Kitchen & Pantry

Sweet potatoes

In the tropics, they are cheap and available all year ’round. In the Philippines, sweet potatoes are either boiled or sliced and fried with brown sugar. Boiled sweet potatoes are common snacks in rural areas. Fried sweet potatoes tossed with brown sugar and threaded on bamboo skewers, known as kamote cue, is a street food found all over the country. In Japan, they have something similar to the kamote cue called daigaku imo.

Max’s, a restaurant that has been around for decades, has been serving sweet potato fries for as long as I can remember. This humble root crop, a staple in many Asian, African and Pacific cuisines, didn’t appear as a “gourmet” food in North America until quite recently. For some reason, sweet potato fries are becoming popular.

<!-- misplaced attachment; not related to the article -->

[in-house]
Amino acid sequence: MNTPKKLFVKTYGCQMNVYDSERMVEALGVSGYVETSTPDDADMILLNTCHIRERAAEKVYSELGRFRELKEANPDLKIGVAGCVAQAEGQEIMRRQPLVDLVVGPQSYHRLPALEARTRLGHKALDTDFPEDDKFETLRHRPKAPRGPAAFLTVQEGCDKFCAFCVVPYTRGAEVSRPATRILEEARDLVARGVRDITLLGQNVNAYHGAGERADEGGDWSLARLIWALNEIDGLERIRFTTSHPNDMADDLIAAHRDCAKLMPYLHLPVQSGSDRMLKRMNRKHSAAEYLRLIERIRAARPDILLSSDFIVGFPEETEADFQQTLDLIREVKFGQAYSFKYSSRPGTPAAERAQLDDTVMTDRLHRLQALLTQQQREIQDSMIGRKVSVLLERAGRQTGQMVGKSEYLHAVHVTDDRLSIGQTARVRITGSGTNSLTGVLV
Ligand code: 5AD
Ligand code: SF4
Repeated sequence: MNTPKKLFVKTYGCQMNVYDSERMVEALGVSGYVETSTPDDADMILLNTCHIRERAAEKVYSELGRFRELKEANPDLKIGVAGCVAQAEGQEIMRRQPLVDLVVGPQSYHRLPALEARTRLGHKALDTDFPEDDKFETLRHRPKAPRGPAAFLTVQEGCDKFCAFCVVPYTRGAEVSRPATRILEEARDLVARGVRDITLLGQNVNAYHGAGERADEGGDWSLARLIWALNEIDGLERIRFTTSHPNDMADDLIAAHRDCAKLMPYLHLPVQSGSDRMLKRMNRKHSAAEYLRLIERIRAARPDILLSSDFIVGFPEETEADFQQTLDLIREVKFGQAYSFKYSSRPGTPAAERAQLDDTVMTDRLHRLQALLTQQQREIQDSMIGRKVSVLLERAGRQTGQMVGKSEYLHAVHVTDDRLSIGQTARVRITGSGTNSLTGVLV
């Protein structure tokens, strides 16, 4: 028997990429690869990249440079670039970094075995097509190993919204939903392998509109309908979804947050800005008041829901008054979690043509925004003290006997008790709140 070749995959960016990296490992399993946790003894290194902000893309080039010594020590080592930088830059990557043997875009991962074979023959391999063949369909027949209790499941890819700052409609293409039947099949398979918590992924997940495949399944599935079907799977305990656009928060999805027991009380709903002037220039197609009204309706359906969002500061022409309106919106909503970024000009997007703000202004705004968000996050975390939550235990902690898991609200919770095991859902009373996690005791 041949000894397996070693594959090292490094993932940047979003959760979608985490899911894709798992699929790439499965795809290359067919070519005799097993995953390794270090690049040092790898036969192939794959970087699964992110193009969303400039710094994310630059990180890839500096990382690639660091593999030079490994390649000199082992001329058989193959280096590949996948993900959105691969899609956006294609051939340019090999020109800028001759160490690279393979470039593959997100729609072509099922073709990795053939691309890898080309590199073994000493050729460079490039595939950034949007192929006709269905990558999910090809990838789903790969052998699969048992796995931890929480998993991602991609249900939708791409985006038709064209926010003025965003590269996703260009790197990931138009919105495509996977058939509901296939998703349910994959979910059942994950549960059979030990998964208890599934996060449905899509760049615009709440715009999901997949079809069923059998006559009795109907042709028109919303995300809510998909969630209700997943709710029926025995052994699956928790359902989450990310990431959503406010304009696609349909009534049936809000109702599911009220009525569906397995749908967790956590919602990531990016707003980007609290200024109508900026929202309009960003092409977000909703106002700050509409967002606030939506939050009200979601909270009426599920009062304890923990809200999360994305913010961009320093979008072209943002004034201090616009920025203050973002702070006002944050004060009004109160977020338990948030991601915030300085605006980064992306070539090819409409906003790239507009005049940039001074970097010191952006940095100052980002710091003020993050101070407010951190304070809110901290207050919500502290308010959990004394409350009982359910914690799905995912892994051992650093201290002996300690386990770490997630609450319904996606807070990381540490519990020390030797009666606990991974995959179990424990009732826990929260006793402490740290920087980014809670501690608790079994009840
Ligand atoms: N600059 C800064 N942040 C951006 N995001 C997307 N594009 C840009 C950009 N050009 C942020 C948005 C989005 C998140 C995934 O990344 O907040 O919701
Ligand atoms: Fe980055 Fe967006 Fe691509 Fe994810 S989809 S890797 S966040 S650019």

The sweet potato is a root crop but the tuber is not the only part of the plant that’s edible. In the Philippines and many Asian countries, there tender shoots and leaves are also eaten.

But what are sweet potatoes like? Are they really just a sweeter version of potatoes? Well, they’re starchy like potatoes but they contain less moisture so there is less spatter when they are cooked as fries. Orange-fleshed sweet potatoes “may be one of nature’s unsurpassed sources of beta-carotene” which, ironically or not, is a health benefit you can enjoy by actually adding some fat to your diet.

It’s important to have some fat in your sweet potato-containing meals if you want to enjoy the full beta-carotene benefits of this root vegetable. Recent research has shown that a minimum of 3-5 grams of fat per meal significantly increases our uptake of beta-carotene from sweet potatoes.

I am a fan of sweet potatoes and I have a couple of sweet potato recipes coming up.

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